MoneyLion and the Membership You Just Can’t Cancel

One writer compares the neobank to Columbia House

Andy Spears

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Photo by Mick Haupt on Unsplash

I wrote recently about MoneyLion being sued by the Consumer Financial Protection Bureau (CFPB)for offering loans with effective interest rates in excess of 36% in violation of the Military Lending Act.

Jason Mikula of Fintech Business Weekly compares the predatory lender to Columbia House — the company that would send you 8 CDs for one penny as long as you signed up for a “club membership” and kept getting some pretty expensive CDs you didn’t actually want.

Here’s more on the membership MoneyLion offered — and the lack of benefits provided to “members.”

An early version of of MoneyLion’s membership program, the “ML Plus Membership Program,” offered consumers the chance to take out a 12-month, $500 installment loan at a 5.99% APR — if they paid a $29 per month “membership fee.”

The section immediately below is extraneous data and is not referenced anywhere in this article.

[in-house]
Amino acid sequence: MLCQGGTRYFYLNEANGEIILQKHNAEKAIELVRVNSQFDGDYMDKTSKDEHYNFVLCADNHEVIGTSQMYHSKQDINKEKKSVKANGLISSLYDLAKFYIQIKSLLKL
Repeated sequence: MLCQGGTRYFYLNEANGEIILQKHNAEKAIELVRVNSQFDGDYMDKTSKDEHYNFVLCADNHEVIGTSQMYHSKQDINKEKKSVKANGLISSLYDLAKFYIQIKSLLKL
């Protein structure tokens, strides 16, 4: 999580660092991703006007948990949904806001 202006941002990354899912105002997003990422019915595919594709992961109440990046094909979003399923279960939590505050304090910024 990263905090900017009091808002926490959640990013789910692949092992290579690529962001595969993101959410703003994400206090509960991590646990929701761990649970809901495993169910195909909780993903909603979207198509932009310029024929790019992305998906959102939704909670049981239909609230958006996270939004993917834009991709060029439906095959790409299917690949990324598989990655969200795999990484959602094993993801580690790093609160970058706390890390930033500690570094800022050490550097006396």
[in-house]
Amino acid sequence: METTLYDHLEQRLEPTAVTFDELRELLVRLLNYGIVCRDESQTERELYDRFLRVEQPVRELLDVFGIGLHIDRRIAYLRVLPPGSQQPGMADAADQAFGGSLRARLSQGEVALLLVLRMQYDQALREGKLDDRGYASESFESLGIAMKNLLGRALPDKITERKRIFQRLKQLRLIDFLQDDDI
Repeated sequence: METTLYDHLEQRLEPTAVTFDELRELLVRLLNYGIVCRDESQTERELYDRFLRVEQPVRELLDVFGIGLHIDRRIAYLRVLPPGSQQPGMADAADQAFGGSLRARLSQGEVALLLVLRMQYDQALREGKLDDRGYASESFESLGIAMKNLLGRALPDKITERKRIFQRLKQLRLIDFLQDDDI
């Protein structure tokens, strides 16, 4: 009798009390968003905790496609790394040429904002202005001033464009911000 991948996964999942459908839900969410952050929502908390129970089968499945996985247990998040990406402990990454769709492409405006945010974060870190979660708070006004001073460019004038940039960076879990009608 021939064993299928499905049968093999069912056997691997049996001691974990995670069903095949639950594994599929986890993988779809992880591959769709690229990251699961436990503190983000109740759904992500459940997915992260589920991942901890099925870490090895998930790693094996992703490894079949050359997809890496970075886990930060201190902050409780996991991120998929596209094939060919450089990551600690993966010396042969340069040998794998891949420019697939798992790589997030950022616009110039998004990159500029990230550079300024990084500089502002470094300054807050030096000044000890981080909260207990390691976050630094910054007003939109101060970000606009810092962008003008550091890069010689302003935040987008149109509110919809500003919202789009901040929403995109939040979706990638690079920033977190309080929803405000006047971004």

In addition to their monthly loan payment (approximately $43) and $29 membership fee, users were required to pay an additional $50 into an “investment account,” which was used to partially secure the loan (eg, MoneyLion would tap this for repayment if users defaulted.)

Altogether, a user of this $500 loan product would be paying about $122 per month for 12 months — a total of $1,464 over a year, though they would get $600 of that back upon successful repayment of the loan.

Around 2019, MoneyLion redesigned and rebranded the product as its “Credit Builder Loan.” For $19.99 per month, users could access a 12-month installment loan from $500 — $1,000 at APRs from 5.99% to 29.99%. Borrowers would receive half the loan proceeds upfront and half would be held in escrow, which borrowers would receive upon fully paying off the loan.

So, one, these “memberships” are a pretty expensive way to access credit.

Two, according to the CFPB, the memberships and fees provided no real benefits AND were nearly impossible to cancel.

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Andy Spears

Writer and policy advocate living in Nashville, TN —Public Policy Ph.D. — writes on education policy, consumer affairs, and more . . .